Then, that is not all. We are working on another major film that will dwarf whatever Irapada has been able to achieve. The preliminary work has started and very soon, after the premiere of Irapada, we will kick start the project fully. It is going to be shot both in Nigeria and abroad. The language that will be spoken in the film this time will depend on the country where it will be shot. It is not going to be a home video. As I have always said, I am not into home video production. I am into film making and mine is an art.

Taking a film to shoot abroad is a good thing but many times you find Nigerians just do that to boost the film status not because it adds anything to the overall output of the film. How would you relate this to your film going to be shot abroad?

Either a movie is shot abroad or in Nigeria, our own major concern is that these factors must not overshadow the fact that it must be a well put together movie in all ramifications. To answer your question, yes, if we have a good story line that involves going abroad to shoot, we won't hesitate to do that but we will make sure that things are done properly. You know that production abroad is different from the way it is done here but we can assure you that if we absolutely have to take it abroad, which we hopefully intend doing very soon in our next project, we will take extra pain to follow due process so as to achieve the desired outcome, the quality standard we are synonymous with.

How are you going to protect your work from pirates when it eventually comes out?

Like I said earlier, we will partner with a movie marketer with a strong distribution network. We are working hard to make sure the movie reaches the vendors' stands at all major locations at the same time. This way, we will be reducing the piracy menace because, if an average movie lover has a timely access to the movie, we are gradually phasing the pirates out of business. Then, you must recognise that there is really nothing much anybody can do about piracy. They are there all over the world, doing their thing. Their activities can only be reduced and that is what we intend doing.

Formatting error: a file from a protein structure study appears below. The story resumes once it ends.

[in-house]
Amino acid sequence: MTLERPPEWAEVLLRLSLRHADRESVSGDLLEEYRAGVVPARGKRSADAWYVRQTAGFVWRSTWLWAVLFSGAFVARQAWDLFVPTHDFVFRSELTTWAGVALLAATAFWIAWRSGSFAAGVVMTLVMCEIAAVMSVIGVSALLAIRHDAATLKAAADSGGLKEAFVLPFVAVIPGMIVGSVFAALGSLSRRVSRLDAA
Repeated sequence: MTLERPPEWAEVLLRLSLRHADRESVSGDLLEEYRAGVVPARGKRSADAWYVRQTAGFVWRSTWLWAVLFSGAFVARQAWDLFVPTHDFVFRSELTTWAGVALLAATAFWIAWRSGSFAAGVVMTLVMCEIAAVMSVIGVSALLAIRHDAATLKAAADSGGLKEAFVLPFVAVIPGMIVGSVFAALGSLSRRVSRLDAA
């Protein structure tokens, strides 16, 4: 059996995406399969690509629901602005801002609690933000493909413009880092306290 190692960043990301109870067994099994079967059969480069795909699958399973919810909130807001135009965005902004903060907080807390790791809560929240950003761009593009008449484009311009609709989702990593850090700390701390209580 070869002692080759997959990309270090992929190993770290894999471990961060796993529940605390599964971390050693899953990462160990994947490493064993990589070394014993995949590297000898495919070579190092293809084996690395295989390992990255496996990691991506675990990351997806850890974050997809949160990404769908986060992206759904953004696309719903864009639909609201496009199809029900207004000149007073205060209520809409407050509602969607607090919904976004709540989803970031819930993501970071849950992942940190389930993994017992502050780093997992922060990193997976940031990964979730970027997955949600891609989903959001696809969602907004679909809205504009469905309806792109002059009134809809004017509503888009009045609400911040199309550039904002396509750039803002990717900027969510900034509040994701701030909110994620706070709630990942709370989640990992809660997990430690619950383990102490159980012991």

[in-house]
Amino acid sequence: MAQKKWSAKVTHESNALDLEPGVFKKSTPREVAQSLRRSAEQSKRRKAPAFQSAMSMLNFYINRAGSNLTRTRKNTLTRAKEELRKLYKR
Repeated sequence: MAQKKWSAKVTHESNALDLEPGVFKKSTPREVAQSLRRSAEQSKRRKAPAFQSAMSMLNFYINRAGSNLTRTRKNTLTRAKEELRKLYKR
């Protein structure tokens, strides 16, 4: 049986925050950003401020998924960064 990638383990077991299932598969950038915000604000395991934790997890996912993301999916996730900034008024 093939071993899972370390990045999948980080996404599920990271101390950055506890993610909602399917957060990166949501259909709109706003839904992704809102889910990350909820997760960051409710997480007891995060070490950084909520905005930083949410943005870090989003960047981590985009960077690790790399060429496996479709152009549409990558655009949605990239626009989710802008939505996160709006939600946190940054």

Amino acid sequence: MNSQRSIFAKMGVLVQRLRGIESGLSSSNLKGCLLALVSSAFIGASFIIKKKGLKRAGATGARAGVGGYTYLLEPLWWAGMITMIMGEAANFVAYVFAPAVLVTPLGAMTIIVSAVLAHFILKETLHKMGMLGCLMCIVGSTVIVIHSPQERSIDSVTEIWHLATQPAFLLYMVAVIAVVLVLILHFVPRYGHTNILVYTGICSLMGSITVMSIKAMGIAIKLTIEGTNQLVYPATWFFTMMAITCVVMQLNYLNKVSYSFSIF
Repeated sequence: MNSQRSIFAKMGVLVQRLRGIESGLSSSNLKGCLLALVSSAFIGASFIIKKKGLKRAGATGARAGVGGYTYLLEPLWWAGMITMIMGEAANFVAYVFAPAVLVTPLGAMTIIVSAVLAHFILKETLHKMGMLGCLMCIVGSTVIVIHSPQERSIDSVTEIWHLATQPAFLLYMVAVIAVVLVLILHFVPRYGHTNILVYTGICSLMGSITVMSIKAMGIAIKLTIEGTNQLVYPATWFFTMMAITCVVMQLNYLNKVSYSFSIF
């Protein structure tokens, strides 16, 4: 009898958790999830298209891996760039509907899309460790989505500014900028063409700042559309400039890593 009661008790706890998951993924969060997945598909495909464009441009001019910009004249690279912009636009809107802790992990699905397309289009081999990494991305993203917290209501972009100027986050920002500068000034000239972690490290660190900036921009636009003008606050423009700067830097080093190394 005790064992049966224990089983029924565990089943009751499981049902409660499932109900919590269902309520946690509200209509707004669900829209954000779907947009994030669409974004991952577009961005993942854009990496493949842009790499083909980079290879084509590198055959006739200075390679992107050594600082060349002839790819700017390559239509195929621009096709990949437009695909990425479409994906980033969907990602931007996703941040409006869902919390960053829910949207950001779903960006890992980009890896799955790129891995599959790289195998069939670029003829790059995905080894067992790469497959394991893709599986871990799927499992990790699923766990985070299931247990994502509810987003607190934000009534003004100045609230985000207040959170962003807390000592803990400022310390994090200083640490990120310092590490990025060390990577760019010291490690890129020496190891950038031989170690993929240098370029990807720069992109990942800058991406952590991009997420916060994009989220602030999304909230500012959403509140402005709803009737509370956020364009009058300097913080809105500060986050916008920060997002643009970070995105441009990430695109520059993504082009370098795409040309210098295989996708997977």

What qualifies you for this thing that you are doing apart from being born to a film maker?

Apart from being born to a film maker, the late Ade Afolayan, aka Ade Love, I would say my talent plus the fact that I am a graduate of Digital Filmmaking from New York Film Academy (London Campus). My late father was a film maker of repute so you can say it runs in the family but then if I am not talented in that field, I would have been doing something else. Not all my fathers' children are into film making and they are doing well in their various chosen fields too. Then, I love the art with a passion and I am giving it all of me.

You and your son acted in Irapada and your younger ones are into acting as well. Looks like you guys are trying to create a Nigerian acting dynasty

Well, a lot of other kids auditioned for the role, but the best man got the job and I am sure you can see that the role was well interpreted by the little boy. My other siblings too have been able to use their talents positively to distinguish themselves in the industry. My sister is into the profession and three of my brothers as well. They are into acting but I am more in the making of the film. There is really no big deal about creating a dynasty as you can see from the Amtar Bashan of India. He has retired from acting but his sons are acting now. Even Michael Douglas has his children acting so it is something that I am sure our father will be happy about wherever he is.

As a formally trained filmmaker, what do you see as the failings of the Nigerian film industry and what are you doing to improve on them?

So many things are responsible for the failing standard. From lack of funding and support from the government and the fact that a lot of inexperienced people are coming into the industry because it is not standardised. The solution is a collective responsibility of everybody who sees the need for a viable movie industry, but on our own part, we would continue to do creative, educative and intelligent production. I am sure with time, other people will see the need to do things properly too.

What was your experience as a Nigerian directing an international film?

It was mind blowing directing Triangle of Need in Miami. It opened my eyes to a lot of things which will help me plan better in my next project. You can imagine me being a director on the set of film where you have experienced filmmakers from Hollywood and you still command all the respect. It was an abstract film, something totally new and the work was very challenging but we did a good job of it.